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Lungs From "Spanish Flu" Pandemic Show Variants Were Also A Problem In 1918


Tom Hale

Senior Journalist

clockMay 18 2021, 16:18 UTC
Spanish flu.

People wearing face masks at a US Army hospital in New York on Nov. 19, 1918 during the 1918-19 'Spanish' Influenza pandemic. Image credit: Everett Collection/

Fragments of the virus responsible for the 1918 “Spanish flu” pandemic have been studied after laying locked in preserved lung tissue for over a century, revealing a number of new insights into the disease outbreak that wiped out well over 50 million people worldwide.

Genetic analysis of the influenza virus found in the tissue showed that the flu virus circulating in the milder first wave contained key genetic changes to the virus in the vastly more catastrophic second wave. Much like the ongoing COVID-19 pandemic, it looks like variants of the virus were a big problem during the 1918 influenza pandemic, but they didn’t have the scientific knowledge to understand them a century ago.  


The study, which has not yet been peer-reviewed, was recently posted on bioRxiv. Scientists led by a team at Robert Koch Institute in Germany managed to get their hands on lung tissue from three people who died during the 1918 flu pandemic in Europe.

All three samples tested positive for the influenza A virus of the H1N1 subtype, the notoriously troublesome strain responsible for the 1918 flu pandemic as well as the Swine Flu outbreak of 2009 to 2010. The infected lung tissue came from a 17-year-old girl who died of influenza-related pneumonia in Munich in 1918, and two soldiers who died in Berlin, aged 17 and 18. As this suggests, part of the reason why the 1918 flu pandemic was so deadly was that it killed a surprisingly high number of young people. Remarkably, the team was able to sequence the complete genome of the virus found in the young woman from Munich and obtain significant parts of the genome from the other two samples. 

This new research isn’t the first time scientists have managed to closely looked at the viral genome responsible for the 1918 pandemic. Back in the 1950s, scientists discovered the body of a woman who died during the “Spanish flu” pandemic in 1918 buried in the Alaskan permafrost. By 1997, scientists had even managed to recover enough viral RNA to sequence the 1918 H1N1 strain in its entirety. This genome, among a handful of other previously reported genomes, was also used in this new study as points of comparison.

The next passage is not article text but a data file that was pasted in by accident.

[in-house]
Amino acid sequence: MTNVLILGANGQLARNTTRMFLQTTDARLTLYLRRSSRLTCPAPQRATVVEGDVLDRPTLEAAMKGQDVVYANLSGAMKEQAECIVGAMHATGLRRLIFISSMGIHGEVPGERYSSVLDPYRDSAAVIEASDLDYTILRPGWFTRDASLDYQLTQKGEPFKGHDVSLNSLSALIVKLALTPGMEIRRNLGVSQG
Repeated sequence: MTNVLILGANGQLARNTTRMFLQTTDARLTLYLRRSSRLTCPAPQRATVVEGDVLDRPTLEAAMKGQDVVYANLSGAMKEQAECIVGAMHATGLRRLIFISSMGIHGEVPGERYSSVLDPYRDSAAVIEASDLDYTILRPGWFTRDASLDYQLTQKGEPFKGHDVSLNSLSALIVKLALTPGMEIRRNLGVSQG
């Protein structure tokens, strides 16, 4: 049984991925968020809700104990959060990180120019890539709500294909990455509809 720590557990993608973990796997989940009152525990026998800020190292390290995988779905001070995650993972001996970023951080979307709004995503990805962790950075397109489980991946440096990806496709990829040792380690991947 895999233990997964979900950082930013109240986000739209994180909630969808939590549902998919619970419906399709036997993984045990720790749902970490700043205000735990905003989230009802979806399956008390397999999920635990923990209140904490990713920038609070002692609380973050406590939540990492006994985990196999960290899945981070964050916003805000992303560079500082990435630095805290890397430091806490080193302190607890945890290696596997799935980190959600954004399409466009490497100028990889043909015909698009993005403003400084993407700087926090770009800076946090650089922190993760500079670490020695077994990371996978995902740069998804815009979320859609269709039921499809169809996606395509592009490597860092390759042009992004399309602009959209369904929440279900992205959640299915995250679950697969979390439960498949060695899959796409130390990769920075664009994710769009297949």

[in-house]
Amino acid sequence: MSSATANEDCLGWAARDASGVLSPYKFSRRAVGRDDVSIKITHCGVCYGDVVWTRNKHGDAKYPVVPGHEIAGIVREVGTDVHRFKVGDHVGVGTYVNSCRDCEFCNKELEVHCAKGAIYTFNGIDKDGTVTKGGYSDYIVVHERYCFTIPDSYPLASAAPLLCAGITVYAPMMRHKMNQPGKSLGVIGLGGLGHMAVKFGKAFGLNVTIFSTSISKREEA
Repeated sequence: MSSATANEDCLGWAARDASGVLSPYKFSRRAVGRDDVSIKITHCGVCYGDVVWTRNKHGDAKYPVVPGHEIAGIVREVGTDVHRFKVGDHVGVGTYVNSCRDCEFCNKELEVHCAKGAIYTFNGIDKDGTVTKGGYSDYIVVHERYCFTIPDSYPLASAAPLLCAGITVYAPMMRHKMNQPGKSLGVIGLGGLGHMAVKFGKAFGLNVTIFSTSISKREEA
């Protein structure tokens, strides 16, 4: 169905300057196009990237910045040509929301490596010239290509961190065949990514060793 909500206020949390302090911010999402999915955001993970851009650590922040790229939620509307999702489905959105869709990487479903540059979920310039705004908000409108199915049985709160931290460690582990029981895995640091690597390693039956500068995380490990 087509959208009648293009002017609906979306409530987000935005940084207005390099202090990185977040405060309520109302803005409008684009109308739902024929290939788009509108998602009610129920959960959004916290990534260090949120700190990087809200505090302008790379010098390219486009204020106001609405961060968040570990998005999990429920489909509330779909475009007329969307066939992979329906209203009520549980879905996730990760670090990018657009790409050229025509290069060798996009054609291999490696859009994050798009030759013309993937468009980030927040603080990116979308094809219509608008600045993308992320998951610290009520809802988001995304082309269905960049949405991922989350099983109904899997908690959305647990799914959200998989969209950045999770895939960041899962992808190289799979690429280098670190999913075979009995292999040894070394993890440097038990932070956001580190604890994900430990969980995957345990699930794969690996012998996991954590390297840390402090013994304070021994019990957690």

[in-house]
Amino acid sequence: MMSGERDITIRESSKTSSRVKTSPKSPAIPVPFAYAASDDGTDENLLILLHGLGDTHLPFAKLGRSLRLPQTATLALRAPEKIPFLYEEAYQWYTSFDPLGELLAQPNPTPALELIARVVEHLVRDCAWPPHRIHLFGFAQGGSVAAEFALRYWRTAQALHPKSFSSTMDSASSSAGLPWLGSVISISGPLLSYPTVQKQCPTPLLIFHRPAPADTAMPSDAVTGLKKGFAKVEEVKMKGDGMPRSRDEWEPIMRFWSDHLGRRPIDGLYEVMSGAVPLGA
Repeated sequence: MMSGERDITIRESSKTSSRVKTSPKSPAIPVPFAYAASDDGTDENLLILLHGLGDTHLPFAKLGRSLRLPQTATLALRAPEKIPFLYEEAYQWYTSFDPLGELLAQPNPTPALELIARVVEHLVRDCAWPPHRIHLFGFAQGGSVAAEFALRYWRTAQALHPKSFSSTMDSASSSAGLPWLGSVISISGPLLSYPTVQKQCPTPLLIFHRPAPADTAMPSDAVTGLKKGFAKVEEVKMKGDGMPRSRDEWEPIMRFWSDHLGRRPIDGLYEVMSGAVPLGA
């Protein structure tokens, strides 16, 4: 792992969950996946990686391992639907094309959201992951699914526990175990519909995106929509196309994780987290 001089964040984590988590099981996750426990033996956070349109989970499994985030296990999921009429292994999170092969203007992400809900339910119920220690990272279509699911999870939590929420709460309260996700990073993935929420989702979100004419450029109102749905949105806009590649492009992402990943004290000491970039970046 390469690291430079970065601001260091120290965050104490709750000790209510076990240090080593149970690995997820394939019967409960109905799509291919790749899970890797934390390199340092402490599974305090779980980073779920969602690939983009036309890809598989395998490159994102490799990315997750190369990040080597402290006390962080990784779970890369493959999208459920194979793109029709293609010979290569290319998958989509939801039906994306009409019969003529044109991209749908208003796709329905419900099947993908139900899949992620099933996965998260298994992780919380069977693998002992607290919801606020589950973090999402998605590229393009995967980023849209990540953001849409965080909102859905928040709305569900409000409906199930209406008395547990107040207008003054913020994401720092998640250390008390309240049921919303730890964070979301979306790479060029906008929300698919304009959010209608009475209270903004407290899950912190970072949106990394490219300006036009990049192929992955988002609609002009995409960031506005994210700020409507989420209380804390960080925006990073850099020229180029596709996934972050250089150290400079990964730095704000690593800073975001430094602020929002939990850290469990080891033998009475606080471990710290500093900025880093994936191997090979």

Since the genomes of the virus in the new study came from the first wave of the pandemic, the researchers were able to gather some important insights into the virus as it surfed between the first wave of the pandemic and the second wave, which was responsible for about 80 percent of the reported cases and deaths.


Most crucially, the team managed to show that the second wave genomes featured mutations that could have helped the virus evade the human immune system, thereby making it more dangerous. The virus had essentially adapted to become more effective at infecting humans at some point within the early months of the pandemic. This mutated "variant" of the virus could potentially explain why the second wave killed drastically more people than the first. 

As we’ve seen in recent months with the COVID-19 pandemic, newly mutated variants of the virus have some kind of links to the rise of cases and deaths seen around the 2020-2021 new year. While historical comparisons should always be treated with caution, it's apparent that the 1918 flu pandemic and the COVID-19 pandemic have shared many unpleasant traits. 

[H/T Science]



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